The humanitarian crisis in Venezuela has taken a new turn as families reportedly struggle to afford ceremonies for the deceased due to gas shortages preventing prompt cremations.
The country — which belongs to the Organization of the Petroleum Exporting Countries (OPEC) — has vast crude oil fields, yet most Venezuelans are unable to find or purchase fuel, according to a report from Reuters published Wednesday. As a result, many Venezuelans have to wait almost two weeks before their deceased family members can get cremated and buried.
Although cremations are frequently delayed, many in the country still choose this method of burial as it’s significantly cheaper than an interment. With a full burial and funeral, costs can shoot up quickly, especially when you have shortages of raw materials needed to make caskets. However, even the cremation method is expensive as the delay’s force grieving families to pay the morgue to keep the bodies longer. Some mourners can’t come up with the funds, according to the report, and their loved ones are left to be buried at the edge of the cemetery in plots frequently used for unclaimed bodies. (RELATED: Venezuelan Refugees Are Bringing Deadly Diseases To The World)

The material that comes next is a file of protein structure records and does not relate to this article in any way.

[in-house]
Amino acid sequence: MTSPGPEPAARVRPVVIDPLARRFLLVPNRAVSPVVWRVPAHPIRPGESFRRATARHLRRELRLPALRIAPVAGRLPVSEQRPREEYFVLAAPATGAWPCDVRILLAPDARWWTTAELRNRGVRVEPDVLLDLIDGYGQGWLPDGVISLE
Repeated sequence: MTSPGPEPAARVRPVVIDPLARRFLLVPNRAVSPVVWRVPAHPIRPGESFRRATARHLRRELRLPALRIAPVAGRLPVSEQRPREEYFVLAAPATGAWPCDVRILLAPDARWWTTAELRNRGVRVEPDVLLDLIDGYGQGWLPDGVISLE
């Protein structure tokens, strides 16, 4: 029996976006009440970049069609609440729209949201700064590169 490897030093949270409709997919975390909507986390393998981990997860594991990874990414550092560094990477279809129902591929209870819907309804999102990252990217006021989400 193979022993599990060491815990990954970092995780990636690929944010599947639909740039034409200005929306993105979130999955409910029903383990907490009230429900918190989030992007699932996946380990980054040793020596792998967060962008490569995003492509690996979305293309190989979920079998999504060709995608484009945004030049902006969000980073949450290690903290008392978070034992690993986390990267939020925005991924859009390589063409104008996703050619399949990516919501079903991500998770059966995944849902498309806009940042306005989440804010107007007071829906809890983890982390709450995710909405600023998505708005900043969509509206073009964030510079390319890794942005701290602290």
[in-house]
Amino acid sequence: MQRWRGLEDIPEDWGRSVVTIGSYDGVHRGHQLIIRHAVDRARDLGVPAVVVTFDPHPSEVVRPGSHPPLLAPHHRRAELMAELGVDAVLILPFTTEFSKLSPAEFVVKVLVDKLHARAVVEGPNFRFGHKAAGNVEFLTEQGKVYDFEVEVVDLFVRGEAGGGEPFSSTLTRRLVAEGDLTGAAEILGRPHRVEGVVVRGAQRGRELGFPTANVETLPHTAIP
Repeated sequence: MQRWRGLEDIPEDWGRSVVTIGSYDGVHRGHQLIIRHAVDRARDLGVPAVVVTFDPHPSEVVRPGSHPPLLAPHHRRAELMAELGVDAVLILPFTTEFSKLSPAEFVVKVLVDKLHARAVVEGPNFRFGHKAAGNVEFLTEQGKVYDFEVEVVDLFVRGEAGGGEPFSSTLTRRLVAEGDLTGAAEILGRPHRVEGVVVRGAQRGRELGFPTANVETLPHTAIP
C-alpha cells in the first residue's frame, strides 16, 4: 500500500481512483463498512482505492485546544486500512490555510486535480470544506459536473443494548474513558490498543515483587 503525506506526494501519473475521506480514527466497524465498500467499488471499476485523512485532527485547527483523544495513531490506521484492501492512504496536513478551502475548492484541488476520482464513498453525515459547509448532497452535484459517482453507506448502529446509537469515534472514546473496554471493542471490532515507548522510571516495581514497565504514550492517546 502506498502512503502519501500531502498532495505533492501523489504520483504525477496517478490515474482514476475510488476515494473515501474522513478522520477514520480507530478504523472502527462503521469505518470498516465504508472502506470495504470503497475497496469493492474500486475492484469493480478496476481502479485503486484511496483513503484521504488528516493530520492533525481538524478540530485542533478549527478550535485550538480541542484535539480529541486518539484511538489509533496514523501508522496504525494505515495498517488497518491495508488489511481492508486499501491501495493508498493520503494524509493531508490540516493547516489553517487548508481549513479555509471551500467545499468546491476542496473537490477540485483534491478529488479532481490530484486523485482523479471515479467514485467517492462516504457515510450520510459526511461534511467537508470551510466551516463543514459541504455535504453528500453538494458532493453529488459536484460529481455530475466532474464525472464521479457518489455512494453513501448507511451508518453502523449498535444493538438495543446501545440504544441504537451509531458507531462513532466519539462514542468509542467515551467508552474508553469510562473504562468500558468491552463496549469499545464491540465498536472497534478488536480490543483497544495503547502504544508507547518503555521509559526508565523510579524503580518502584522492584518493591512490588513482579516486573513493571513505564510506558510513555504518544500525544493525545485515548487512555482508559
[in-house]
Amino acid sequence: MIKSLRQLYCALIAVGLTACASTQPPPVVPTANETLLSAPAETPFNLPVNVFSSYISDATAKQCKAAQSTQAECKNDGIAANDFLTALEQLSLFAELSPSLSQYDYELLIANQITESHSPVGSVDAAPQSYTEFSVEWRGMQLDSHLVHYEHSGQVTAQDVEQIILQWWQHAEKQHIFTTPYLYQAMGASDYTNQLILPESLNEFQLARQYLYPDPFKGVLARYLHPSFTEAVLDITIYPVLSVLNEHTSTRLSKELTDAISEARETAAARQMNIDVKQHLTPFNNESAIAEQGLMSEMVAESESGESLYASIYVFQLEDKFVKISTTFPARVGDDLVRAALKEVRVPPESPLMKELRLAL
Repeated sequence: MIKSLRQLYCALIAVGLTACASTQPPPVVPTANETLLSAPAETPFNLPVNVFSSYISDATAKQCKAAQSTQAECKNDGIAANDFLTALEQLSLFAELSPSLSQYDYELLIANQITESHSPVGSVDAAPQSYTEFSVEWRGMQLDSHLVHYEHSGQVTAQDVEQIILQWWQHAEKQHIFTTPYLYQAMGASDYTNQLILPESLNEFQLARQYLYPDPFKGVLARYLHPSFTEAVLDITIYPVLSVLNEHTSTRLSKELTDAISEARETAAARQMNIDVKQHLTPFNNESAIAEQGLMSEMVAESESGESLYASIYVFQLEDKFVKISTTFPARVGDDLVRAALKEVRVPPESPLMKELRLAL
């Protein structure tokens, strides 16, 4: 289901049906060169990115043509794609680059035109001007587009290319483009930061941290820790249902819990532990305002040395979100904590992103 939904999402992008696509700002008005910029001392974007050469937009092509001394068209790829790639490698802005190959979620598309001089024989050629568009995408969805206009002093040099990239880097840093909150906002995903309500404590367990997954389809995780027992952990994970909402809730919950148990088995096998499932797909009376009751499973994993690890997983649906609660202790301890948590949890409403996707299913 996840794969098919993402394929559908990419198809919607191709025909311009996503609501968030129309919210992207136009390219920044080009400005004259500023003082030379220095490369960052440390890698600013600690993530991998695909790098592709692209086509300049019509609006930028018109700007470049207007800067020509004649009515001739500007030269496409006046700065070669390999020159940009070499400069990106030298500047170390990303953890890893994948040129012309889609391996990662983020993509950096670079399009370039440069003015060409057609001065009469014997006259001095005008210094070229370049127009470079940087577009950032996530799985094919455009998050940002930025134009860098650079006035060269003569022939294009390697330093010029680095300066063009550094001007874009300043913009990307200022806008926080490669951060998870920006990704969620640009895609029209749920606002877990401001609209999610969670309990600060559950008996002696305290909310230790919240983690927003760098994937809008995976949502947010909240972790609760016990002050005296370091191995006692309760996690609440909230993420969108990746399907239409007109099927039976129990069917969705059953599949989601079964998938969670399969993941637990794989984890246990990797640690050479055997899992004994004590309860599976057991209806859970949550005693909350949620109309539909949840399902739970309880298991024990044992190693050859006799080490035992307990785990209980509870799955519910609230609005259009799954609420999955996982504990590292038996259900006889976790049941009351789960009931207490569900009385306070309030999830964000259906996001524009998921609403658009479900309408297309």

“My father died and I could not even hold a wake because I had no way of getting the money,” said Vera, a 27-year-old Venezuelan citizen who works as a cashier, in an interview with Reuters. “What us Venezuelans are living through is denigrating.”
Even if Venezuelans can save enough for a cremation, by the time their loved one is cremated the price may have jumped outside of the mourner’s means. One interviewed person claimed that cremation costs had “increased by 108 percent in just one week.”
Compounding this problem is the growing suicide rate among young Venezuelans. A report from Bloomberg published in October states that the suicide rate in the socialist country has increased to about 19 per 100,000. (RELATED: Venezuela Sees Increase In Suicide Rate As Social State Continues To Fall)
Coupled with abysmal healthcare facilities, a shortage of medicine and supplies, and an inadequate mortuary infrastructure, the state may be on the brink of a new public health crisis.